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While I was on maternity leave earlier this year I was put at risk of redundancy along with many other colleagues. After the consultation period I was told that I had not been made redundant, but my role had. I was advised that I had been put into a vacancy of the same grade and when I returned to work a suitable alternative role would be provided. One member of my team was made redundant and the other remained, completing some of our combined duties. During my leave I was in contact with the manager of the team that the vacancy was in, who told me I would be in another team on my return. She didn’t know the details of the role but she had been told it was focussing on training, which was an element of the role that I had been made redundant from. I was happy that this was a suitable alternative as it utilised the same skills. Within the first week of my return it became apparent that the plan for my role was only 25% training and the rest was entirely unrelated to what I had done before, and I would be completely new to. The company also announced in this first week that it was going to TUPE all the employees to a new organisation in the next 6 months, but there would be no redundancies. I would like to understand what my options are. I was happy to return to a job that utilised my skills or to take redundancy, the only two options I thought my employer had. Now I find myself in a role which in my opinion is unsuitable, and though I have raised my concerns, I am unsure where I stand legally if my employer takes an opposing view.
I understand that when you were placed on maternity earlier this year, you were put at risk of redundancy and following the consultation period, you were advised that your role had been made redundant but you were offered an alternative role at the same grade.
You were advised that this role focused on training, which was an element of the role that you had previously undertaken. You were therefore happy to accept this position as it utilised the same skills which you previously had. I understand, however, that, following your first week of return, the alternative role which your employer has offered you only consists of 25% training and the remainder of the duties which are expected of you, you have never done before.
Generally speaking, where an employer can show a real need to reduce staffing numbers due to a downturn in business, a failure to look for suitable alternative employment within the organisation can make a redundancy dismissal unfair. If a suitable alternative can be found, and the employee accepts, then the employee is not redundant and their employment continues albeit potentially on different terms. When considering whether an alternative role is suitable, an employer needs to consider the employee’s skills and experience, and the terms of the alternative job including status, location, duties, pay, hours and responsibility.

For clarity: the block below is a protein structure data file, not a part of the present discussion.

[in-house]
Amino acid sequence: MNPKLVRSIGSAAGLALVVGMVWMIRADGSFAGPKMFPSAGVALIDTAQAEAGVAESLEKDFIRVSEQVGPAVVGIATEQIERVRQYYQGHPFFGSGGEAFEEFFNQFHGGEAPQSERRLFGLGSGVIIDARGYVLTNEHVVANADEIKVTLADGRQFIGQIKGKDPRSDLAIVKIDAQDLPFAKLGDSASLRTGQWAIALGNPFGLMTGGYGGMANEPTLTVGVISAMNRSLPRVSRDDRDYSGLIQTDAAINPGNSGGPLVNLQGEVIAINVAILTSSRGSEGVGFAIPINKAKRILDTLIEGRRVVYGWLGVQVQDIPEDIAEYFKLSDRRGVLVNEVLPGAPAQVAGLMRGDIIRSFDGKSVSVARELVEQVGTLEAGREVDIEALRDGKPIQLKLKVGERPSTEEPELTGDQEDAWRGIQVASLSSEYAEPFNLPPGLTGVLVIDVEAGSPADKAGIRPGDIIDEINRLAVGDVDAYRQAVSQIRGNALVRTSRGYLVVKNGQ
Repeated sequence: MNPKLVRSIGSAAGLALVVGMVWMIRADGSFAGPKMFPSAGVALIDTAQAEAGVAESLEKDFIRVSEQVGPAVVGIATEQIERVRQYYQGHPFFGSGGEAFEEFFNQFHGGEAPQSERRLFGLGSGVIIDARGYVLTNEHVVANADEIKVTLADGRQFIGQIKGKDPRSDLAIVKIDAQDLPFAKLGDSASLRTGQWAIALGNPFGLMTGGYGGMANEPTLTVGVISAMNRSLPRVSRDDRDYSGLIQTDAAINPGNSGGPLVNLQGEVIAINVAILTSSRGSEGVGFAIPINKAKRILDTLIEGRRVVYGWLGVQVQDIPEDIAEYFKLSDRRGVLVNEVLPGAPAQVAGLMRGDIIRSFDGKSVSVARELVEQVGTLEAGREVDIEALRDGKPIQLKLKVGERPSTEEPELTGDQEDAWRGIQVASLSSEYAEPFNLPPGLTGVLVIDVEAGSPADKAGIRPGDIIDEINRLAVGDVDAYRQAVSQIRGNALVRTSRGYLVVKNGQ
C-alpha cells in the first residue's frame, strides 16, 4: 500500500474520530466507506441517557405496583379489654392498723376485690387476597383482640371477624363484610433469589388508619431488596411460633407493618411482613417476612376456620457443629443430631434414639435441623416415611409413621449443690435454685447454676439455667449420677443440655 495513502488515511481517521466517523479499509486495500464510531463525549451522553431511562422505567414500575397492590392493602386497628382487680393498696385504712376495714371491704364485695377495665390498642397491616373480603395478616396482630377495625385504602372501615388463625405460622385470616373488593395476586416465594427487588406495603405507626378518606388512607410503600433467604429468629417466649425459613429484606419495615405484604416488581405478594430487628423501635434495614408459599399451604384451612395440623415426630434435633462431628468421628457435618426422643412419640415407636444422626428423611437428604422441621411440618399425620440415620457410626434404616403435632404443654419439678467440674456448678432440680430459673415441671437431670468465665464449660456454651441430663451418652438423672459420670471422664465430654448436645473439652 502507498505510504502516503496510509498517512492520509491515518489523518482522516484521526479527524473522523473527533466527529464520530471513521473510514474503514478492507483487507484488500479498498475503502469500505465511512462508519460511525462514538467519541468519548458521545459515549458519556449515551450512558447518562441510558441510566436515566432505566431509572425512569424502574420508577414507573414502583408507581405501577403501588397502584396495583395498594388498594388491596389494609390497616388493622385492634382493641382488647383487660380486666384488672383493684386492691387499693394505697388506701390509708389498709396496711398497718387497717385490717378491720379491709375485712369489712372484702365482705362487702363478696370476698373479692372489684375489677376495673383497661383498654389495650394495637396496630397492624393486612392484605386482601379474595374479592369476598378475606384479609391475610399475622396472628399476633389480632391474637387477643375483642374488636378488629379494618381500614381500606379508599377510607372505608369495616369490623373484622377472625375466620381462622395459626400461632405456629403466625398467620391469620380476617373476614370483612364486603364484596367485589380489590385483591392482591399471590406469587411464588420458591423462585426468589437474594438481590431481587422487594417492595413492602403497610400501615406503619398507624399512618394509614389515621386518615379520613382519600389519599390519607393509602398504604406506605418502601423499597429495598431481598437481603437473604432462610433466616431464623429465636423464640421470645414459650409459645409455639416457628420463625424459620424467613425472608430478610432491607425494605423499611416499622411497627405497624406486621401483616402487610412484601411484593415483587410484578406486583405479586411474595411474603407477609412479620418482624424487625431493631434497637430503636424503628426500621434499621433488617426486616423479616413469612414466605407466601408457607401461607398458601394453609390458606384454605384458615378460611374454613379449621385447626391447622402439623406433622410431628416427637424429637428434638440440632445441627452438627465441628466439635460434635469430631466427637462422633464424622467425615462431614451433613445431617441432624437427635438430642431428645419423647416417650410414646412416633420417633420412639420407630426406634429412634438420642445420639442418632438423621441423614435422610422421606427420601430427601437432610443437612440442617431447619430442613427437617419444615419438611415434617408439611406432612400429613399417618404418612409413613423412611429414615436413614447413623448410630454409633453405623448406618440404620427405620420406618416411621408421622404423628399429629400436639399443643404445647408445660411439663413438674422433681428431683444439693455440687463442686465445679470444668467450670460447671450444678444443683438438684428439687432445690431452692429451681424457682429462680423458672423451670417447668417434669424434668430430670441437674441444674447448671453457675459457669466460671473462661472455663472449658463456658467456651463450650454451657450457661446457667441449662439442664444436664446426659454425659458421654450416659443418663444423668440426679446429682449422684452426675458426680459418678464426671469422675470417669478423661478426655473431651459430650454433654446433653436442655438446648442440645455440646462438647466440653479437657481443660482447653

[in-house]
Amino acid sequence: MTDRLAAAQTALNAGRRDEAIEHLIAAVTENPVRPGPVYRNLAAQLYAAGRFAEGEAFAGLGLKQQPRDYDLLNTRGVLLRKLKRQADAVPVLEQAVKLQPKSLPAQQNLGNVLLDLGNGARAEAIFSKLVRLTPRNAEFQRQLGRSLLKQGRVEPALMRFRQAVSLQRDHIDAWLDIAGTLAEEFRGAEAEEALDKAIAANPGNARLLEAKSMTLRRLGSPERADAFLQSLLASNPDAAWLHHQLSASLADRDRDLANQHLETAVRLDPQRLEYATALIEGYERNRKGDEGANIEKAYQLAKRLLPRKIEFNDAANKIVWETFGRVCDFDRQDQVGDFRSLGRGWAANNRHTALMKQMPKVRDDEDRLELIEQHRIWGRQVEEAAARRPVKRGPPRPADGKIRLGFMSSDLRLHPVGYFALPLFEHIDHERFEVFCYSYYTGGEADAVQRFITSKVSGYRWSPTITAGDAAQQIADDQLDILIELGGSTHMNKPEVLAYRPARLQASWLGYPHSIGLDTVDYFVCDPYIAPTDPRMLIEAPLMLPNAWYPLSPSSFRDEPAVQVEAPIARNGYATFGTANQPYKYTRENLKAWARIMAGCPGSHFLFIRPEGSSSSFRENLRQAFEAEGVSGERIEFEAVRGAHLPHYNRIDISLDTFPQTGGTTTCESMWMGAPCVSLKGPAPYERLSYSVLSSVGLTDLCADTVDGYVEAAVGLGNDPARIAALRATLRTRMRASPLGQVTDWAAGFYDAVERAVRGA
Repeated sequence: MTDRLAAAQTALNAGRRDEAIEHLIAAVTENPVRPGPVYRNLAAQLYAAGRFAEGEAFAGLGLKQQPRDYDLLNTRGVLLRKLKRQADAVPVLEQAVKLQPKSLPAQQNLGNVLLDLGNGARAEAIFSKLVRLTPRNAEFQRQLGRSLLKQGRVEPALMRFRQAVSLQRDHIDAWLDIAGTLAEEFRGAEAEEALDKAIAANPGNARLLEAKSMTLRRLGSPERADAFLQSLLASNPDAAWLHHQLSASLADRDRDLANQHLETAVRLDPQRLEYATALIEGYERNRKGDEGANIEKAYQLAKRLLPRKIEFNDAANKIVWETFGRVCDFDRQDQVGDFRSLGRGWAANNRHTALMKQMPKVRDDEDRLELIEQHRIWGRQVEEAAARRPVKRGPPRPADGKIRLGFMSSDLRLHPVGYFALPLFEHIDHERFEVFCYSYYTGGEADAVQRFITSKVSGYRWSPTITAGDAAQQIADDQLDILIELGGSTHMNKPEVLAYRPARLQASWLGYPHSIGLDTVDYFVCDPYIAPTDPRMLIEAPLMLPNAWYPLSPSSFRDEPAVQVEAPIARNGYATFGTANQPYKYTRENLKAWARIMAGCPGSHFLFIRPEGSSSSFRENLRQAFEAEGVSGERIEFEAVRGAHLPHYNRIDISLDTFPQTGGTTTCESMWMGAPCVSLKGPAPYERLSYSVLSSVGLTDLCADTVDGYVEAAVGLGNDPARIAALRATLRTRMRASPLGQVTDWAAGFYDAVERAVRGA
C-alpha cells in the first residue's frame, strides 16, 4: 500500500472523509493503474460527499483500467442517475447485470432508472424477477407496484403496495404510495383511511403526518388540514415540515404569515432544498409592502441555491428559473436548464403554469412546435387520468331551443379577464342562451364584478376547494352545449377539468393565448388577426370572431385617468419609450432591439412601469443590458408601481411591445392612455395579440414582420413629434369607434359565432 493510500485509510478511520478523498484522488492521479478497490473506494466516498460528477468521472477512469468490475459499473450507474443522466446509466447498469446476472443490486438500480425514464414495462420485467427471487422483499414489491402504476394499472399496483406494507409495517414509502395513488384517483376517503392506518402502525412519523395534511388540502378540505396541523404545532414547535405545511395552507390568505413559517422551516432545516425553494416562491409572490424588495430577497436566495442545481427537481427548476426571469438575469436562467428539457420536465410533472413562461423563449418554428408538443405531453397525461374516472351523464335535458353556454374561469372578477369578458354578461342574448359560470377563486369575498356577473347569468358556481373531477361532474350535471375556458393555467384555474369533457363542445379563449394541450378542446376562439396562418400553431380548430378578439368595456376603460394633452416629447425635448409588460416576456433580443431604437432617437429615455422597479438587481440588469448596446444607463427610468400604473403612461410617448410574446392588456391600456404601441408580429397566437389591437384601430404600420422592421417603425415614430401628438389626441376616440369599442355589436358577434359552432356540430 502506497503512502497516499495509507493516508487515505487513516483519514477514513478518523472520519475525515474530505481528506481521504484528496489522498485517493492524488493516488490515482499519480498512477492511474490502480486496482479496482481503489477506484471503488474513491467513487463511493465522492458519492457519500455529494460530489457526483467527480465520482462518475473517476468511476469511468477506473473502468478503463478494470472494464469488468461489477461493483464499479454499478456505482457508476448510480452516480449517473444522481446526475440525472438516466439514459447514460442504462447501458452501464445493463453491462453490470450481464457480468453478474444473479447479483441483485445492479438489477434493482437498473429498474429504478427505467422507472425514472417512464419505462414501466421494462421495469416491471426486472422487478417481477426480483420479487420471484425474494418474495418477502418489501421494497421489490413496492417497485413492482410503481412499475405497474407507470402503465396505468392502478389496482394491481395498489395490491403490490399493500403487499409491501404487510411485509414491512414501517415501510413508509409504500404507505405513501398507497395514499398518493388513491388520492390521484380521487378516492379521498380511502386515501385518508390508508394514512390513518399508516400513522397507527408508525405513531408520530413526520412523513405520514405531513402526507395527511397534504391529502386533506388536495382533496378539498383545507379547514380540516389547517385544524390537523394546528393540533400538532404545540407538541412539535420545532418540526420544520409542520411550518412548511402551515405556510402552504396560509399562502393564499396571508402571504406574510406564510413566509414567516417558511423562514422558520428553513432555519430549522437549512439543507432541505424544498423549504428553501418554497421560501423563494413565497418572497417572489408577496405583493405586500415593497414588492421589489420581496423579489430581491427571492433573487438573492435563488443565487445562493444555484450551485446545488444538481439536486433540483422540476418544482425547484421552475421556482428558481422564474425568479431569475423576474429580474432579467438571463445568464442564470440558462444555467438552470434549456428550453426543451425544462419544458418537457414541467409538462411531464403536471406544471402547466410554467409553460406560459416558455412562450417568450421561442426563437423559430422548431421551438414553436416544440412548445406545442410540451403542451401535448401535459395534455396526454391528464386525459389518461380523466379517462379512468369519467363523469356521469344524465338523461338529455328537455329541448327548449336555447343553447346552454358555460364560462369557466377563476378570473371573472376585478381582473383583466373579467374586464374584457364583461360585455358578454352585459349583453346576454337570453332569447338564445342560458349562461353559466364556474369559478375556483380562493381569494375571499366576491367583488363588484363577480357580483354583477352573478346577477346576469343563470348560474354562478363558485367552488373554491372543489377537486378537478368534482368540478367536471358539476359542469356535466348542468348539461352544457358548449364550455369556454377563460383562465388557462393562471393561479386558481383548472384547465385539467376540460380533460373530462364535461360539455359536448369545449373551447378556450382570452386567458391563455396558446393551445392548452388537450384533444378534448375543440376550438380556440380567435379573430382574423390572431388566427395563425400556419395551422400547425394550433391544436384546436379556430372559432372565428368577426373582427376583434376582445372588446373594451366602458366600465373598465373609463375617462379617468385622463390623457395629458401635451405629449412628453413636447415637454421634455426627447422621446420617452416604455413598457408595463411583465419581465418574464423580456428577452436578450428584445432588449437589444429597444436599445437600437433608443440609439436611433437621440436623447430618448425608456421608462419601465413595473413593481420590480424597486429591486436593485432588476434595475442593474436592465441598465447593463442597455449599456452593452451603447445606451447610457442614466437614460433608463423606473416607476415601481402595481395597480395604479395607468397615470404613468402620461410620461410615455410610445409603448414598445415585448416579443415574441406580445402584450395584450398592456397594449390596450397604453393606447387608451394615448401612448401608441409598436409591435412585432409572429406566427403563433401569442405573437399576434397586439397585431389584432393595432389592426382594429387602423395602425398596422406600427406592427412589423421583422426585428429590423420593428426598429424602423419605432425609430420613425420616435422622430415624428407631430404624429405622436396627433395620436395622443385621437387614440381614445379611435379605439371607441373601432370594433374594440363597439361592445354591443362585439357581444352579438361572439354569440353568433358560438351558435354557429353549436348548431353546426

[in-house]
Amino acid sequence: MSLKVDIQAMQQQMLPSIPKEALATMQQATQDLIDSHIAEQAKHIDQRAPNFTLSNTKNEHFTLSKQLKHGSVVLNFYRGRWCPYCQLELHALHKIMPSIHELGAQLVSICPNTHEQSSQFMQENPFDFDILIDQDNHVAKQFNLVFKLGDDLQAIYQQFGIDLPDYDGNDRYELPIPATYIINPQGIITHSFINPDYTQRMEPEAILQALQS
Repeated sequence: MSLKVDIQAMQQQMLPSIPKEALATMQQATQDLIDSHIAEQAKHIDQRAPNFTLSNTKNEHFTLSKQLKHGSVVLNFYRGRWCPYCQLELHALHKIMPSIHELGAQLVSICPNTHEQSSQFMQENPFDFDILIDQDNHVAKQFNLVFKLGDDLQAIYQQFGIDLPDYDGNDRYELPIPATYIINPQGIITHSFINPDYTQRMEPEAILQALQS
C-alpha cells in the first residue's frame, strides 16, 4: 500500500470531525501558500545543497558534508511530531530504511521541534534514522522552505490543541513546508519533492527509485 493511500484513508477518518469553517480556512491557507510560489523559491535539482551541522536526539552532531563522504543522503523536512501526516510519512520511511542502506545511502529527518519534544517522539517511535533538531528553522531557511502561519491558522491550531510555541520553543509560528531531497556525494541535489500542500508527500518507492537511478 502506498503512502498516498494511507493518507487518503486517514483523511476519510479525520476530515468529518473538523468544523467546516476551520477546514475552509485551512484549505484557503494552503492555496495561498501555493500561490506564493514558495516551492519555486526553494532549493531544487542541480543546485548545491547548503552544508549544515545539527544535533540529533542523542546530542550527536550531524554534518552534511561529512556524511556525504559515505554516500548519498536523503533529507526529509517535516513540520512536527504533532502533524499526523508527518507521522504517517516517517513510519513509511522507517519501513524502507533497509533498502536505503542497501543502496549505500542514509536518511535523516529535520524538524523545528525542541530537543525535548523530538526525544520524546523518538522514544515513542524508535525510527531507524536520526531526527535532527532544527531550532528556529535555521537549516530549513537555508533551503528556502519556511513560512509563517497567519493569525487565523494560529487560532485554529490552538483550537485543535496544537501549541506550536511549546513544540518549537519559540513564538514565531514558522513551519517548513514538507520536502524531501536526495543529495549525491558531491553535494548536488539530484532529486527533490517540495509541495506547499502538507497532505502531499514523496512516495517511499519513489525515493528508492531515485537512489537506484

Where suitable alternative employment is offered, all employees are entitled to a trial period if the terms of the new employment differ to that of their previous job. In essence, the trial period gives the employer the opportunity to try out the employee in the new alternative role, but, at the same time, gives the employee the opportunity to try out the new role themselves. A statutory trial period starts when the employee’s employment under their old contract ends and lasts for four weeks. You therefore have 4 weeks in which to trial this new position. It is unclear from the contents of your email whether your employer has offered you a trial period for this role and, if not, this would take effect automatically.
If you wish to terminate your employment during that trial period or before the end, the question of whether you would be still entitled to a redundancy payment depends on whether the offer of employment was “suitable” (as above) and where it is considered you have unreasonably rejected suitable alternative employment, you may forfeit your right to a redundancy payment. This is perhaps something which you might wish to discuss with your employer, with a view of determining whether they would be able and willing to still pay you your redundancy payment, advancing the reasons why you consider their offer to be unsuitable, should you terminate your employment. Alternatively, it is also worthwhile checking whether there are any alternative posts available which you deem to be more suitable.
*Carley Kerrs-Walton assisted in answering this question.